The most common scenario is that you spent weeks tuning your deployment to production. You suffered through testing and, finally, the end of this release is here. The deployment to production starts… And the application isn’t initializing. Something freezes along your spine as the consequences of this downtime slowly dawn on you…
Does this short story sound familiar? I bet that we all technical chaps suffered through this experience at least once in our lifetime. Then we define rollback plans, contingency interventions, prayers and offerings to the tyrannical data gods… And, in the end, we learn about Blue/Green deployments.
So, what is this about? Let’s picture a basic scenario for what our production environment could be:
Simple enough: a server holds an application that attacks to a database, and the users connect to our server. Now, instead of deploying directly, we will publish the new version of our software to a clone of this machine, and redirect part of our user base to this computer. Check the following diagram:
If the “green” environment has any defect that prevents the application to start, or there are any errors that automated testing can detect easily, the promotion can be rejected without any impact on our users: they will still be using the version 1.0. However, if it looks like all is correct, we slowly redirect access to our version 1.1.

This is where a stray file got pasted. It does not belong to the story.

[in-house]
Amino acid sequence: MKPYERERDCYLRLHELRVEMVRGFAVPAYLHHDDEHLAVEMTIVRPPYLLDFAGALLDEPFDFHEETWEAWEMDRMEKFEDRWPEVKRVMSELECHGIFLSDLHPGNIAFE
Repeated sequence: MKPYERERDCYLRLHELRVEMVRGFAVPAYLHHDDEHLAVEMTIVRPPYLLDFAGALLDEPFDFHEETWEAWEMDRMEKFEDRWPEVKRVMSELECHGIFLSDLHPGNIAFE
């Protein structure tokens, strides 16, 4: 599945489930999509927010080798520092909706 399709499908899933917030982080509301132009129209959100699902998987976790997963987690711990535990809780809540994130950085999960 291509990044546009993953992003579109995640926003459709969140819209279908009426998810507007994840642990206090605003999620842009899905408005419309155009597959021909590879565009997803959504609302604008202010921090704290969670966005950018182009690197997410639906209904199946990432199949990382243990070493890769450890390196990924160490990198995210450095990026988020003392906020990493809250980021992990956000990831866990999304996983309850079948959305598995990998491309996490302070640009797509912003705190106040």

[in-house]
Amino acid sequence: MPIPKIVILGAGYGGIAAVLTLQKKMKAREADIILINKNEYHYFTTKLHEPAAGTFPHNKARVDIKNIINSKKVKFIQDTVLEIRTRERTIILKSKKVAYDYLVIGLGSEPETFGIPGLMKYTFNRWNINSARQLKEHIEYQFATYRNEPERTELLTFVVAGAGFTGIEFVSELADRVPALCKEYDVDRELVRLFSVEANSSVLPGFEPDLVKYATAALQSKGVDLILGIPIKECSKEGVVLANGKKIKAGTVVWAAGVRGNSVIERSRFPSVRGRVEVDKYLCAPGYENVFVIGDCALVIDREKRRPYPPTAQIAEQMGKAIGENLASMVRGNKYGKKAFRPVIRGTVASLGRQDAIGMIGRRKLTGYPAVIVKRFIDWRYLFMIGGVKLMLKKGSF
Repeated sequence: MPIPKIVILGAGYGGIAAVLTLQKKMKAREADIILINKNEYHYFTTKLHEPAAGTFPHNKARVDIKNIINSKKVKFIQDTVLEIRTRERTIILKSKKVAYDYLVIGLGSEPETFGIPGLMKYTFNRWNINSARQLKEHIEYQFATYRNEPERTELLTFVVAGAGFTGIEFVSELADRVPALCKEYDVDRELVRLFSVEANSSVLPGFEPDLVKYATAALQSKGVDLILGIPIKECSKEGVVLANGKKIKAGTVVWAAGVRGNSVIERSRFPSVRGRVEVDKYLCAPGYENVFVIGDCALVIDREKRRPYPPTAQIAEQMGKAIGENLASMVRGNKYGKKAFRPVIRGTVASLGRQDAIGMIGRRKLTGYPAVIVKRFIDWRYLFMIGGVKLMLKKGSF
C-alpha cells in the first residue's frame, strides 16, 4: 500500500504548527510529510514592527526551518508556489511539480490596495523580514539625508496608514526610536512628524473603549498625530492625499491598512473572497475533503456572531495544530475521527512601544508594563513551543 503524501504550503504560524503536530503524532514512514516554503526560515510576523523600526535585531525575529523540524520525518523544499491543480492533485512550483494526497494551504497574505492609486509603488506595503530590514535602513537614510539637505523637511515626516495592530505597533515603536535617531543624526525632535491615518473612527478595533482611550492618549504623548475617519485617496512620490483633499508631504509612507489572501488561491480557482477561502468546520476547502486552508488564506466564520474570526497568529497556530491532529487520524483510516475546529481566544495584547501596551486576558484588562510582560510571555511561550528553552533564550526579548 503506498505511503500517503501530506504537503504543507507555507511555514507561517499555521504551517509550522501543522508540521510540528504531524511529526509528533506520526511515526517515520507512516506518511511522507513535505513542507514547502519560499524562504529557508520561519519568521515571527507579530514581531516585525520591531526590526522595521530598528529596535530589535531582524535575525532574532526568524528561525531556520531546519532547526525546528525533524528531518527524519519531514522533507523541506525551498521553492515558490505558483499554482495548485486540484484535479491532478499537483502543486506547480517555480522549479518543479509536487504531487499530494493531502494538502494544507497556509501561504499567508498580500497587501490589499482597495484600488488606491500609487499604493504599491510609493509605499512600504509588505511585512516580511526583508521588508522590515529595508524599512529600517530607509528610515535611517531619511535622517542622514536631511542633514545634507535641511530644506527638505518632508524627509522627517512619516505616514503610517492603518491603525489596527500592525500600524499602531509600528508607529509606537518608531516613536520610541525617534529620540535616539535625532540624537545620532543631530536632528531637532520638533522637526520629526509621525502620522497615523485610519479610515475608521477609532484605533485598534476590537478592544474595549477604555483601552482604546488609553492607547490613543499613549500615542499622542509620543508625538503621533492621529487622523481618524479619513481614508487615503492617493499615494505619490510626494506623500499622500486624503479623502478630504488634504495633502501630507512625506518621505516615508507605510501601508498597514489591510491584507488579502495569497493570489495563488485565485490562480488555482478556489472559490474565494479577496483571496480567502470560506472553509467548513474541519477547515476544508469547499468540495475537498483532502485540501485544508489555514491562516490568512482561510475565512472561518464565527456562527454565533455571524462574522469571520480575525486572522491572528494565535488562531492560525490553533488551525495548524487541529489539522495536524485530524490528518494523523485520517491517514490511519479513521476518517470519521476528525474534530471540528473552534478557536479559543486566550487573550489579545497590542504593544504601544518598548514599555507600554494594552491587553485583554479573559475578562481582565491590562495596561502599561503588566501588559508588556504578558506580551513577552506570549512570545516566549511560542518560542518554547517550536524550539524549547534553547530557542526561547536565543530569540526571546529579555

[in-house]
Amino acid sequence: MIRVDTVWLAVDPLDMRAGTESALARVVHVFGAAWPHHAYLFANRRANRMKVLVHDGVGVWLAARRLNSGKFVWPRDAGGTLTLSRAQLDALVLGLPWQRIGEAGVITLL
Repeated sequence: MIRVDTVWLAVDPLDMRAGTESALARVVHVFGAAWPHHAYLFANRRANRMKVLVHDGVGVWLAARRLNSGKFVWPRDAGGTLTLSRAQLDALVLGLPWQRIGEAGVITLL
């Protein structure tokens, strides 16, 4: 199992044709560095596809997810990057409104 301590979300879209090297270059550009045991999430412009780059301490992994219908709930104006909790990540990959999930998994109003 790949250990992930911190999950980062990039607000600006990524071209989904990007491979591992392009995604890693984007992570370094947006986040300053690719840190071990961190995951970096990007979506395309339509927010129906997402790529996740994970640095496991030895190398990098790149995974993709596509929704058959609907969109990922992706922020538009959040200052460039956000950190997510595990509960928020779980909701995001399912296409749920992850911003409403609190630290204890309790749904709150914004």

Take notice on how both versions of our software are using the same database (now highlighted with a third color to make clear enough that it’s not subjected to a single environment). This means that we have to take into account additional considerations when altering the structure, as the current and previous version of the software will coexist for a certain amount of time.
A best practice approach to solve this obstacle is to detach the column or table from the data model in version n, then executing the script that actually removes the element in version n+1. Since there are no “hard links” to the feature, no errors would be generated in any of the blue or green environments when performing deployments.
The key to successfully adopt Blue/Green tactics is to automate your environment creation. “Infrastructure as code” approaches that generate your servers on demand on a repeatable and steady form eliminate human error from the equation. Either something as simple as a template for your virtual machine or as complex configuration management and prerequisite inventories allows you to roll out new versions of your product with a minimal collision with your user base.
Oh, and let’s not forget about the mental health of your operations employees. They will be grateful to stop deploying with a sense of impending doom.